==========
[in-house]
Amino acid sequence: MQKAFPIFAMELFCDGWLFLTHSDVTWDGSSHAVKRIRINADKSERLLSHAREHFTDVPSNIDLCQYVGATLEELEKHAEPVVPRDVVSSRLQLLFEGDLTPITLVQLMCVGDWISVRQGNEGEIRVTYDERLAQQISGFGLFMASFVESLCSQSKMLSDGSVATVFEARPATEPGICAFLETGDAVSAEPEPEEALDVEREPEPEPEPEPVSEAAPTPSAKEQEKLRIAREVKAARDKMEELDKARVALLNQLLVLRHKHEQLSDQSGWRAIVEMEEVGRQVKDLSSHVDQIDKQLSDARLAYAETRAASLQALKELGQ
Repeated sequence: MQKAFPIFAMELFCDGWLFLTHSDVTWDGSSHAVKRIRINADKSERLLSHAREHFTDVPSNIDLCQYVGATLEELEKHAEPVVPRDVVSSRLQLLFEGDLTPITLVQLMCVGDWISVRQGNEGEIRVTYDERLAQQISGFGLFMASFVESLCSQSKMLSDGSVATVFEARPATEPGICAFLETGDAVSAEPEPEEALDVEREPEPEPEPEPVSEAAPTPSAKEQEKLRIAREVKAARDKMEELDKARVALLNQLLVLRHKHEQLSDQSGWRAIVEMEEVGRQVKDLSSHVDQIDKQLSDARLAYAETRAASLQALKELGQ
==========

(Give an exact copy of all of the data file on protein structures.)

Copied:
[in-house]
Amino acid sequence: MQKAFPIFAMELFCDGWLFLTHSDVTWDGSSHAVKRIRINADKSERLLSHAREHFTDVPSNIDLCQYVGATLEELEKHAEPVVPRDVVSSRLQLLFEGDLTPITLVQLMCVGDWISVRQGNEGEIRVTYDERLAQQISGFGLFMASFVESLCSQSKMLSDGSVATVFEARPATEPGICAFLETGDAVSAEPEPEEALDVEREPEPEPEPEPVSEAAPTPSAKEQEKLRIAREVKAARDKMEELDKARVALLNQLLVLRHKHEQLSDQSGWRAIVEMEEVGRQVKDLSSHVDQIDKQLSDARLAYAETRAASLQALKELGQ
Repeated sequence: MQKAFPIFAMELFCDGWLFLTHSDVTWDGSSHAVKRIRINADKSERLLSHAREHFTDVPSNIDLCQYVGATLEELEKHAEPVVPRDVVSSRLQLLFEGDLTPITLVQLMCVGDWISVRQGNEGEIRVTYDERLAQQISGFGLFMASFVESLCSQSKMLSDGSVATVFEARPATEPGICAFLETGDAVSAEPEPEEALDVEREPEPEPEPEPVSEAAPTPSAKEQEKLRIAREVKAARDKMEELDKARVALLNQLLVLRHKHEQLSDQSGWRAIVEMEEVGRQVKDLSSHVDQIDKQLSDARLAYAETRAASLQALKELGQ